Do motorists' musical soundtracks affect driving habits? Survey says: Yes
Published Thursday, July 25, 2013 9:16AM EDT
Last Updated Thursday, July 25, 2013 10:25AM EDT
Anyone who’s ever warbled their lungs out while driving knows what it’s like: you hear your favourite song, you transform from everyday driver to rock star, and before you know it, you're driving much faster than you really ought to be.
Now, a new survey has found that the type of music drivers listen to can shine a light on what kind of driving record they have. And it seems that certain types of music make drivers more likely to get speeding tickets or be charged with more serious offences, such as careless driving and driving under the influence.
Kanetix.ca, an online comparison site for insurance and other financial tools, recently commissioned a survey of 1,000 Canadian drivers that asked what they liked to listen to in the car, as well as their driving habits and driving record.
When it came to lead-foot drivers, those who said they liked heavy metal music were more likely to get pulled over for speeding. In fact, about 48 per cent of them said they had one to three speeding tickets on their driving records, compared to just 40 per cent of the rest of the population.
That’s perhaps not surprising, says Kanetix’s Natasha Carr, who notes that metal often sounds loud, fast and angry, and that “transfers into your driving habits.”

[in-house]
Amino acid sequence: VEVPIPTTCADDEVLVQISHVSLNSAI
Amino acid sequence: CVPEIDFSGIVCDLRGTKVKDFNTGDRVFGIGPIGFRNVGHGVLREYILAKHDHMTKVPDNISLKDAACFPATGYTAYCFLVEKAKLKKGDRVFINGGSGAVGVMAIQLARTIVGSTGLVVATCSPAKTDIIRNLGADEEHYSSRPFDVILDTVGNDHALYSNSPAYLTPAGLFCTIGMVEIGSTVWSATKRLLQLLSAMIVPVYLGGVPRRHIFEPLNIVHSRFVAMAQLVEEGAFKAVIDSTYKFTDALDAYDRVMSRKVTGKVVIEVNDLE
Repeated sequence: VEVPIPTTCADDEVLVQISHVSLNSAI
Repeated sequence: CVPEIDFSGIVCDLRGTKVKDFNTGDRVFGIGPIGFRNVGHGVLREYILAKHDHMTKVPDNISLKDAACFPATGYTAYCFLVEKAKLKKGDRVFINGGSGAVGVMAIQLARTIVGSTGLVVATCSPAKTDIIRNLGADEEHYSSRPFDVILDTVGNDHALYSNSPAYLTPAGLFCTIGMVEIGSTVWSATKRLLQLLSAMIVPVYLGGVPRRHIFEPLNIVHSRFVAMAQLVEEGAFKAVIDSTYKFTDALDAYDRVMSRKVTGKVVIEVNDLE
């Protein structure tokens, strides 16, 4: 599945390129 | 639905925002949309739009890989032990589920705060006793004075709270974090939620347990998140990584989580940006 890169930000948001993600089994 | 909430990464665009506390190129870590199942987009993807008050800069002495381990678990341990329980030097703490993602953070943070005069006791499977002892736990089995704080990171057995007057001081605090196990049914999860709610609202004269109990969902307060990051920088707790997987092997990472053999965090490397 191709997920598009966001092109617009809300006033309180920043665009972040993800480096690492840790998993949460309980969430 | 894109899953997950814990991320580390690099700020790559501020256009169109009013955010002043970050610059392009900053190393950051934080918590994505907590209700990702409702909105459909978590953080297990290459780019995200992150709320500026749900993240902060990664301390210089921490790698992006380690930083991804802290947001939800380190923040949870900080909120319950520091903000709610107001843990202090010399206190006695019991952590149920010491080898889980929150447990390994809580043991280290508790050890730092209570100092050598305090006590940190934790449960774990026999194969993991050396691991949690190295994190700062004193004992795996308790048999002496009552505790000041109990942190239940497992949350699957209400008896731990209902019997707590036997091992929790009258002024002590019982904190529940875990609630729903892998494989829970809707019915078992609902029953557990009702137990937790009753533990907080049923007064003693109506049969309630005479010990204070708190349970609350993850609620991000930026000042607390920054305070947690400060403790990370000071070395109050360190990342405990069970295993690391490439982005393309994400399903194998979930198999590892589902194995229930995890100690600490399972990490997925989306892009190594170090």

But the survey also revealed a group of radio listeners who are even more likely to be pulled over for speeding: talk radio listeners. According to the survey, a full 49 per cent of drivers who regularly listen to talk radio have had one to three speeding tickets.
Carr says that may be because the topics discussed on these shows can often be so engrossing, drivers forget to watch the speedometer.
“When you’re listening to talk radio, you’re often really passionate about what’s on the radio. It could be about your favourite sports team and you’re upset,” she told CTV’s Canada AM Thursday.
That anger might then have drivers pushing down a little harder on the gas pedal and the next thing they know, they’re listening to the sound of a police siren and seeing flashing red lights in their rear-view mirror.
On the other end of the spectrum are classical music listeners. Carr says there weren’t enough of them in the survey to draw any real conclusions. “However, research has shown that the slower the music is, the slower a driver drives,” she said.
“We often drive to match the music.”
Perhaps all drivers could take a few notes from folk music listeners. The survey found that almost half of them (49 per cent) have never had a speeding ticket, compared to 37 per cent overall. They're also much more likely to have never been pulled over by a police officer.
As for more serious driving infractions, only about two per cent of respondents said they had been charged with careless driving. But when that result was broken down by music genre, six per cent of hip hop listeners and four per cent of metal music listeners said they had faced such charges.
Hip hop listeners were also the most likely to have been charged with stunt driving, at four per cent compared to one per cent overall.
And finally, when it came to drinking and driving, country music and classic rock listeners were more likely to have thrown a few back before getting behind the wheel and being charged with a DUI.